The Press Newspaper

Toledo, Ohio & Lake Erie

The Press Newspaper

The Press Newspaper

Oregon Mayor Mike Seferian, who is against the Toledo Area Regional Transit Authority’s (TARTA) proposed .5 percent sales tax to fund public transportation, wants TARTA to revisit its request for the tax hike.

“Retailers across our region are still battling a recession,” stated Seferian in a prepared statement that was read at an Oregon council meeting last Monday. “This proposal would only succeed in making it harder for our local businesses to remain competitive. Our sales tax is already higher than many of our neighboring counties. This increase could force customers to look elsewhere.”

The half cent sales tax would replace property tax levies that currently fund TARTA.

The nine member communities in TARTA, including Toledo, Maumee, Perrysburg, Ottawa Hills, Sylvania, Sylvania Township, Rossford, Spencer Township, and Waterville, must first support the Lucas County commissioners’ recent resolution to become a member of the public transit service before the sales tax proposal can be put on the November 2 ballot. The proposal would allow TARTA to provide countywide service.

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Conservation groups are challenging the Ohio Environmental Protection Agency’s decision last month to issue a water quality certification to the U.S. Army Corps of Engineers that allows for the disposal of up to 800,000 cubic yards of dredged sediment from the Toledo Harbor into the open lake.

The National Wildlife Federation, the Ohio Environmental Council, the Lake Erie Charterboat Association, the Izaak Walton League, and the Western Lake Erie Waterkeeper Association recently filed an appeal with the Ohio Environmental Review Appeals Commission (ERAC).

The groups say that dumping dredged sediments into the Western Basin of Lake Erie harms water quality, fish and aquatic habitat. The practice, which also exacerbates harmful algae blooms in the lake, increase costs to cities, businesses and people stemming from environmental damage and impacts to fishing, boating, water recreation and drinking water supplies.

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The air inside the fellowship hall at Trinity United Church of Christ in Elliston was thick – not just because of the wall-to-wall crowd and the sweltering evening heat, but also because “American Idol” host Ryan Seacrest was finally about to make the announcement they’d been waiting some 13 weeks to hear.

Seacrest seemed to be talking in slow motion as, just after 10 p.m. Wednesday night, he teased, “After the nationwide vote, I can now tell you, the winner of American Idol 2010 is…”

The more than 600 people packed inside the room held their breath, waiting to exhale – hoping Seacrest would pronounce Elliston’s own Crystal Bowersox the winner.

Then he said it. “Lee DeWyze.”

The shift in the room’s energy was palpable. Some people shook their heads. One woman sat stunned, covering her mouth in shock. “I can’t believe it,” a man in the front row said.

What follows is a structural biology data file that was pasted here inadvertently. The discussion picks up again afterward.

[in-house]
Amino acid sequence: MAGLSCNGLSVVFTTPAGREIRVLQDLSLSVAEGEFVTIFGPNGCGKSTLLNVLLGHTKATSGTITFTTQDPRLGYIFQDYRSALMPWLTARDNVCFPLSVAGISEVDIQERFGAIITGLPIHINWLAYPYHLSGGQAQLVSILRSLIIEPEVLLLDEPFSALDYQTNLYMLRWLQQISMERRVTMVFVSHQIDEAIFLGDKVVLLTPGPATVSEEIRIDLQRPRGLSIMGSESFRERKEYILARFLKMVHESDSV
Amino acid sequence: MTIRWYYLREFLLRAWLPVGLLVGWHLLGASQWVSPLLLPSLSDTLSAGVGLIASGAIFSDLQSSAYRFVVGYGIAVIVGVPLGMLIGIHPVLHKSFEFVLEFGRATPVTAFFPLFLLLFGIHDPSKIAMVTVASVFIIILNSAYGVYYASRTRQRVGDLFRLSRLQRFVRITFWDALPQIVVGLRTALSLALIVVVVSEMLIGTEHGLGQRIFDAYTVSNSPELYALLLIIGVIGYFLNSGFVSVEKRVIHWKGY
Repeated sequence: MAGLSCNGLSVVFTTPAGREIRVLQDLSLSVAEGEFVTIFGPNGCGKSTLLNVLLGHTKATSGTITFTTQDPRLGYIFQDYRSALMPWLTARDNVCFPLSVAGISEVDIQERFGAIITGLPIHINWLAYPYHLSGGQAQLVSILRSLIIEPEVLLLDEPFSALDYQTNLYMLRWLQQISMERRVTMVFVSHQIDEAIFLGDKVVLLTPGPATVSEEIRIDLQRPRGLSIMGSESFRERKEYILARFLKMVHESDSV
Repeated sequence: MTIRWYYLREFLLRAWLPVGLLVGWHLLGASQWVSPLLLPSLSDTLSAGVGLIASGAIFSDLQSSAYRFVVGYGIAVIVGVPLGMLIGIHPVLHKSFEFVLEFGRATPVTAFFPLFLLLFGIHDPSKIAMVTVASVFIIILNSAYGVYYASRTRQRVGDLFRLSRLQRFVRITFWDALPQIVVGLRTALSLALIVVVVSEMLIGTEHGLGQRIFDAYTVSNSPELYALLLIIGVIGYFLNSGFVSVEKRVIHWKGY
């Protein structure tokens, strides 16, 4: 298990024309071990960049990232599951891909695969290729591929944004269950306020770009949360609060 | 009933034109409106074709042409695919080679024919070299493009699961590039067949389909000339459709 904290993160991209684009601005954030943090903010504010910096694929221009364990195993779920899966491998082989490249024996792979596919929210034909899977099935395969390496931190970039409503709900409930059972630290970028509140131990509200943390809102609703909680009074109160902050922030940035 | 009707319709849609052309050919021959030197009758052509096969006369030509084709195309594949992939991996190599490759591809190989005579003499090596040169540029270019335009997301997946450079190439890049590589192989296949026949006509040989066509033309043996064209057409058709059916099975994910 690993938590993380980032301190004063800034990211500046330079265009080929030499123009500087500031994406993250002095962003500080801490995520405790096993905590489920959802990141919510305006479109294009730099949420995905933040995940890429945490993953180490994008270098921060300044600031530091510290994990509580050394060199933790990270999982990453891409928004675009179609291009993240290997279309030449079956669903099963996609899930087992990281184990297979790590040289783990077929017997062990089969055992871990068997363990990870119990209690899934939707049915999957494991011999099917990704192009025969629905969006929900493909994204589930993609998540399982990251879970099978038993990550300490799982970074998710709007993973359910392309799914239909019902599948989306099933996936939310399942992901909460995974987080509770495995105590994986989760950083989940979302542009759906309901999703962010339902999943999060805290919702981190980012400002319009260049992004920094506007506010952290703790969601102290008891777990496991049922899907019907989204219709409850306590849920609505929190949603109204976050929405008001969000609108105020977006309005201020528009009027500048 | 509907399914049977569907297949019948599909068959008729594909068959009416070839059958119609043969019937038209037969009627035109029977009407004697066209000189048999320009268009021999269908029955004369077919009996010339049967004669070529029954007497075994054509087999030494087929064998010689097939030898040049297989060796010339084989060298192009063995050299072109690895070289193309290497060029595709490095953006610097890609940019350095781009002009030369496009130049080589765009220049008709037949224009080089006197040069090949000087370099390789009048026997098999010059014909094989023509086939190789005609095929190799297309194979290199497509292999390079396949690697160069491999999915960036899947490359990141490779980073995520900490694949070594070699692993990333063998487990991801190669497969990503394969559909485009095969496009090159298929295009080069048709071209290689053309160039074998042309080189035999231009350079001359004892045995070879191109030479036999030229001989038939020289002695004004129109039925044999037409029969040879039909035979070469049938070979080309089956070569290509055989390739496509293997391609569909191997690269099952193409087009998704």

Then as a reminder of why they were all there – to celebrate Crystal’s almost rags-to-riches success in season nine of the popular FOX series – red, white and blue balloons dropped and confetti filled the air, courtesy of Congresswoman Marcy Kaptur.

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Library board OKs placing levy on ballot 
The board of trustees of the Harris-Elmore Public Library has agreed to seek voter approval of property tax millage in November.

The board voted last week to begin the process for placing a 1.1-mill, 5-year levy on the ballot – the first time in the library’s history it is asking for local property tax revenues, said Georgina Huizenga, library director.

If approved by voters, the issue would generate about $250,000 a year, she said, and would be used to restore cuts in the library’s operating hours, buy more materials, and replace the position of early childhood services coordinator.

Residents in the library’s service area, which includes Allen and Clay townships and all of Harris Township except for a portion in the Benton-Carroll-Salem School District, would vote on the issue.

The library has a branch in Genoa.

Due to cuts in state funding, the hours at both buildings were reduced – from 10 a.m. to 8:30 p.m. Monday through Thursday to 12:30-7:30 p.m.  Saturday hours were reduced to 10 a.m. to 2 p.m., three hours earlier than prior to the cuts. Friday hours are 10 a.m. to 5 p.m.

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By approving an austerity plan that reduces spending in the next school year by about $350,000, the Lake school board and administration see the district being in “survival mode,” Jeff Carpenter, district treasurer, said last week.

After conducting public forums with local elected officials, business and community leaders, and residents, board members concluded any request this year for additional property tax revenue would fail at the ballot, he said, adding the board intends to only seek the renewal of two levies in November.

“With the economy being in the shape it is, the board realized there was no chance of being successful with a levy this year,” Carpenter said. “So they’ve outlined a plan to survive through 2011-12.”

At a meeting earlier this month, the board agreed to eliminate the position of high school principal, implement an expanded early retirement incentive plan for teachers, and approve a two-year contract with the teacher’s union that includes no increases in the base pay.

The responsibilities of principal Marty Schloegl will be assumed by the high school assistant principal, the middle school principal, and the superintendent.

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